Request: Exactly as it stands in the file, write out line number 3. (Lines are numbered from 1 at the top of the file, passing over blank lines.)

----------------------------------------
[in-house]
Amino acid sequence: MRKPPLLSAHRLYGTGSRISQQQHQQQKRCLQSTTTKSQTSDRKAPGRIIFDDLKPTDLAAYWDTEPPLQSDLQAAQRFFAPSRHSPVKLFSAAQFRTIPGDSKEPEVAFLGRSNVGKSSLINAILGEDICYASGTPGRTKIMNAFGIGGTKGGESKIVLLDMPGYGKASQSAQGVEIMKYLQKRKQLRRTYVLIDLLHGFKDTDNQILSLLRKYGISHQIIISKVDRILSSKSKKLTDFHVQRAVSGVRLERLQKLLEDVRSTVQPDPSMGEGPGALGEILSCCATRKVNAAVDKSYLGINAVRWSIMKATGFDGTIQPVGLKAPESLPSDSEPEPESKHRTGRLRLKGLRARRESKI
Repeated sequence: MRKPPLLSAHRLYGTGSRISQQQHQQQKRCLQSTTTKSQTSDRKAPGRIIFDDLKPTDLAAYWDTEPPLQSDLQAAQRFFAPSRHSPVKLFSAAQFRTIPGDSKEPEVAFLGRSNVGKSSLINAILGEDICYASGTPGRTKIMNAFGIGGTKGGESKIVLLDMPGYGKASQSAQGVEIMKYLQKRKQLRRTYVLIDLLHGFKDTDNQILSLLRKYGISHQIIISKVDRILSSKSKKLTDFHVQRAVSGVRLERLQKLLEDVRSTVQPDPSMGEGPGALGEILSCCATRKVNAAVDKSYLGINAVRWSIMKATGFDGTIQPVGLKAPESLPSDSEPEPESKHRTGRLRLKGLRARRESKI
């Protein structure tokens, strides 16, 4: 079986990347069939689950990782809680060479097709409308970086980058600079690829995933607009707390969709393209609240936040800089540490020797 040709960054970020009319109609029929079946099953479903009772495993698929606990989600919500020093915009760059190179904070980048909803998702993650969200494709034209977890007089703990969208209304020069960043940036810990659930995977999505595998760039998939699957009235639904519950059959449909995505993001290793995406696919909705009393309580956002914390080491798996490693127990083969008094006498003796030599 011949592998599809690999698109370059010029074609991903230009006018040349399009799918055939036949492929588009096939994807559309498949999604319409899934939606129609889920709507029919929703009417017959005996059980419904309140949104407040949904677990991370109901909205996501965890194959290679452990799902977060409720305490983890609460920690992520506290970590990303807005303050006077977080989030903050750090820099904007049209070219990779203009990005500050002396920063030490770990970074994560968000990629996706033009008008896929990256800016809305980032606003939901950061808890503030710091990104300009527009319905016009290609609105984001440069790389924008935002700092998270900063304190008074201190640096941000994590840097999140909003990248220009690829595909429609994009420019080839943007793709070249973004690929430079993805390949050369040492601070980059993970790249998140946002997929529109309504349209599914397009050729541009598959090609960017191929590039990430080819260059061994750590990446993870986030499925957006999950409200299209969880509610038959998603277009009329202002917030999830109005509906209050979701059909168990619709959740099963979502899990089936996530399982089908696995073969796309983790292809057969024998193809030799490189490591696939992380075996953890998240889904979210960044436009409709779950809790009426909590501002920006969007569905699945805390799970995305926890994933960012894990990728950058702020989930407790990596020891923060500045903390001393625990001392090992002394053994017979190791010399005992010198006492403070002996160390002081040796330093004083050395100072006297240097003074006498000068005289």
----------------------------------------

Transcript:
Repeated sequence: MRKPPLLSAHRLYGTGSRISQQQHQQQKRCLQSTTTKSQTSDRKAPGRIIFDDLKPTDLAAYWDTEPPLQSDLQAAQRFFAPSRHSPVKLFSAAQFRTIPGDSKEPEVAFLGRSNVGKSSLINAILGEDICYASGTPGRTKIMNAFGIGGTKGGESKIVLLDMPGYGKASQSAQGVEIMKYLQKRKQLRRTYVLIDLLHGFKDTDNQILSLLRKYGISHQIIISKVDRILSSKSKKLTDFHVQRAVSGVRLERLQKLLEDVRSTVQPDPSMGEGPGALGEILSCCATRKVNAAVDKSYLGINAVRWSIMKATGFDGTIQPVGLKAPESLPSDSEPEPESKHRTGRLRLKGLRARRESKI